Tumuli of Achilles

Achilles died at Troy and was buried there, ancient myth and poetry agree. After his corpse was burned on a pyre, a great tomb, or tumulus, was heaped up over his bones. But the tumulus of Achilles is not just a mythological motif; it has also been regarded as a… Read more

An Early Christian Homerizon? Decoy, Direction, and Doxology

Prolegomena The task of detecting “Homeric horizons” within the texts, traditions, and practices of ancient Christianity poses a set of questions that exposes many of the working presuppositions of early Christian scholarship. These presuppositions or habits include assumptions regarding the social and education context of ancient Christian authors; the exclusivity,… Read more

First Drafts

This section of the Classics@ site is devoted to new and developing scholarship. It allows for a “pre-publication”: a way for scholars at any stage of career to share their research even before it goes through a formal publication process. The purpose of pre-publication is twofold: one, to get new… Read more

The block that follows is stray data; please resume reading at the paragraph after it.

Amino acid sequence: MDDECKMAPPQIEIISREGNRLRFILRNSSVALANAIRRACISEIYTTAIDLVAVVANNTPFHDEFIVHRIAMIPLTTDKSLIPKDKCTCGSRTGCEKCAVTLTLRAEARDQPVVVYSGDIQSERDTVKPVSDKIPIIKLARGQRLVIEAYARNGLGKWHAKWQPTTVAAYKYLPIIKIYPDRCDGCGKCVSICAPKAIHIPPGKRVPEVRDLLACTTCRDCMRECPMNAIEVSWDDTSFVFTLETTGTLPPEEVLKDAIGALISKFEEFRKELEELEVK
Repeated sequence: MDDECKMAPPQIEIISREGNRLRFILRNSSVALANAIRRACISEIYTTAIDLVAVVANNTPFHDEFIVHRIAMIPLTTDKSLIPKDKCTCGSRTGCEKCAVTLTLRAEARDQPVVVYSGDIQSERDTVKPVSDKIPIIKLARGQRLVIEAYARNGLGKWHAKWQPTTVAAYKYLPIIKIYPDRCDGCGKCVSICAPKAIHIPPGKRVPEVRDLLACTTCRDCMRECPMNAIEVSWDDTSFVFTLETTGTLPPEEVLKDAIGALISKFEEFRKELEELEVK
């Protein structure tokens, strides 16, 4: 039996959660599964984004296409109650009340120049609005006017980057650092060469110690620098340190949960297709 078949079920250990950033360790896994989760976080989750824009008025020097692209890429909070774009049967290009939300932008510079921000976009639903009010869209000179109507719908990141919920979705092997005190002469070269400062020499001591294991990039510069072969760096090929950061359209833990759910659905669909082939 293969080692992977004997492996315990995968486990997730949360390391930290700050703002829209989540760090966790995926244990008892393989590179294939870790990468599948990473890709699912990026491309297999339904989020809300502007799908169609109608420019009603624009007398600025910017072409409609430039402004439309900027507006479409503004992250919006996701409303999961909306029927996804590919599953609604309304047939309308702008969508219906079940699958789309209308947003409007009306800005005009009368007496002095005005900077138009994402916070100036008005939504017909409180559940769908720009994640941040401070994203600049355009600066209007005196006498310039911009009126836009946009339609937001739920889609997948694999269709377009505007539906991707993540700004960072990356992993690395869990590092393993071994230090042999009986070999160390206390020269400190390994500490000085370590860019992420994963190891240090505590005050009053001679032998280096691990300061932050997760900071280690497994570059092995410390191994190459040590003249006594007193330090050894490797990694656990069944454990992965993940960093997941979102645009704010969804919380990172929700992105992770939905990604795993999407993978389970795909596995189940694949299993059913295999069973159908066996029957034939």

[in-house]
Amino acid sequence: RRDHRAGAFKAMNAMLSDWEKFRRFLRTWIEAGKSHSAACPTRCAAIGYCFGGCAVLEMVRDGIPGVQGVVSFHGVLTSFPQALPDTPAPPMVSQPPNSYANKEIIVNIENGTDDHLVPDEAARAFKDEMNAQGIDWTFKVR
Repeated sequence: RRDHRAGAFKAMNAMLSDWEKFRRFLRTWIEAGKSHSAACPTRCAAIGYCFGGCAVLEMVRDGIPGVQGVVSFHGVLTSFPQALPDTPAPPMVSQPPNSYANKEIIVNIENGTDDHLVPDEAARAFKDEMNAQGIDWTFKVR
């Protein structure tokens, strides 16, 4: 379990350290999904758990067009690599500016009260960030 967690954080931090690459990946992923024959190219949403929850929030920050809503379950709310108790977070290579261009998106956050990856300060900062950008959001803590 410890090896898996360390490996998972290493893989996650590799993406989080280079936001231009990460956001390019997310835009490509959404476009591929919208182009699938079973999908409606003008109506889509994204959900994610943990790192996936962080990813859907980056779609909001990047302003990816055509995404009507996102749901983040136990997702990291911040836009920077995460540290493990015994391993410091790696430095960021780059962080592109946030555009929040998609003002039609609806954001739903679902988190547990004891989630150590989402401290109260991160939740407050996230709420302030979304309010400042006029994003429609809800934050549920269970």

Classics@: An Introduction

Classics@ (ISSN: 2327-2996) is designed to bring contemporary classical scholarship to a wide audience online. Each issue will be dedicated to its own topic, often with guest editors, for an in-depth exploration of important current problems in the field of Classics. We hope that Classics@ will appeal not only to… Read more

About the Kyklos Logo

Our rooster logo is taken from a shield in the museum of ancient Olympia, where the idea of the Greek Epic Cycle project was first conceived and discussed during a warm summer day in 2008. So, first, the rooster is a link to the birthplace of the idea. A second,… Read more